Books of Samuel
| Light iron-age reading|
|Gabbin' with God|
The books of Samuel
L. Jackson deal with the changing of Israel's relationship with God. Israel starts to question the laws laid out by God in the book of Deuteronomy. They didn't just question them, they flat out rejected them.
It is named after Samuel, a prophet and judge who dealt with the aftermath of the Israelites' defeat by the Philistines. Following the loss of the Ark of the Covenant, Samuel attempted to preserve the Israelites' faith and heritage. After Samuel's sons proved corrupt and useless as potential successors, he anointed the Israelites' first king, Saul. When Saul also proved impious and unsuccessful in battle, David was nominated as the second king, and finally defeated the Philistines, but David also proved not exactly the most moral of men.
The Hebrew Tanakh treats Samuel as just one text, whereas the Christian Bible has split it into two, part one ending with Saul's death, decapitation, the display of his corpse by the Philistines, the theft of his body by the loyal men of Jabesh-Gilead, its cremation, and burial (1 Samuel 31:6-13).
Judgment of Eli's sons and Hannah's miracle
Hophni and Phineas pissed everyone off because of their conduct. Their father Eli, a God-fearing man, has maintained no order in the priestly family. At the same time, we pan out to Hannah, who cannot have a child. She tells God that if he blesses her with child, he will be dedicated to Him. She prays and prays, and God, through the blessing of Eli, delivers her a child, named Samuel. Chronicles tells us that he is of the tribe of Levi.
Years go by, and when Samuel is old enough to travel to Shiloh with Hannah, Hannah "gives him back" to the Lord.
Meanwhile, Hophni and Phineas are boiling meat in pots, having sex with women who served at the entrance of the house of the Lord, and many other "terrible" acts. Eli, who is now an old man, asks his sons "Why do you do these things?" His sons did not answer, and continued their evil deeds to the point where God takes away the guaranteed priesthood of Eli's family. God begins talking directly to Samuel, and makes sure all of his visions come true, and when Samuel spoke, "all of the Israelites listened."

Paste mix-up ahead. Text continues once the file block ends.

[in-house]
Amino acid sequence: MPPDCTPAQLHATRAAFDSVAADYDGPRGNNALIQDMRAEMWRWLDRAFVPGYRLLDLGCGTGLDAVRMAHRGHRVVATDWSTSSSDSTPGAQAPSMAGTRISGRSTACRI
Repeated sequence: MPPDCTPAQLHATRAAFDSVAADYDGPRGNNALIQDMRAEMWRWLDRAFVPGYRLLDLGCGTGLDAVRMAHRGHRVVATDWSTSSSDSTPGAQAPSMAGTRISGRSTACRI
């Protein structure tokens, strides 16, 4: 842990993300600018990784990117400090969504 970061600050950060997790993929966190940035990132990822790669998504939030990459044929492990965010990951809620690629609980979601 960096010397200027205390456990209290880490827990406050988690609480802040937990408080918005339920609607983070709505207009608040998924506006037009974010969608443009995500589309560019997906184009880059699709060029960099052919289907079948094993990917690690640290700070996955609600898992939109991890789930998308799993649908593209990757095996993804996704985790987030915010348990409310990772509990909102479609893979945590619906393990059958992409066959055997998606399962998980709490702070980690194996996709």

Battle with the Philistines
The Israelites go to battle with the Philistines, and the Philistines steal the Ark of the Covenant. They also managed to kill Eli's two sons. Eli falls out of his chair, cracks his neck, and dies. For some reason, the Philistines begin to fear God's wrath, and return the Ark with a large offering to God. After it is returned, some of the Israelites look into the Ark of the Covenant, and 70 men are struck dead—only the High Priest is permitted to look upon the ark, and only once a year.
There is peace for 20 years, during which time the Israelites are "sad" that the Lord has struck them down for disobeying His laws. The Philistines then hear of a gathering at the town of Mizpah, and attack. During the attack, Samuel — who has now attained even greater stature amongst the Israelites — appeals to God, and the Philistines are beaten. With this victory, Samuel reclaims territory for Israel.
The king has arrived
Samuel has appointed his sons as leaders in Israel. They are corrupt, and tried to get money in ways that were not honest. The people came to Samuel and said, "We want a king." Samuel asked the Lord, and He said do what the people said.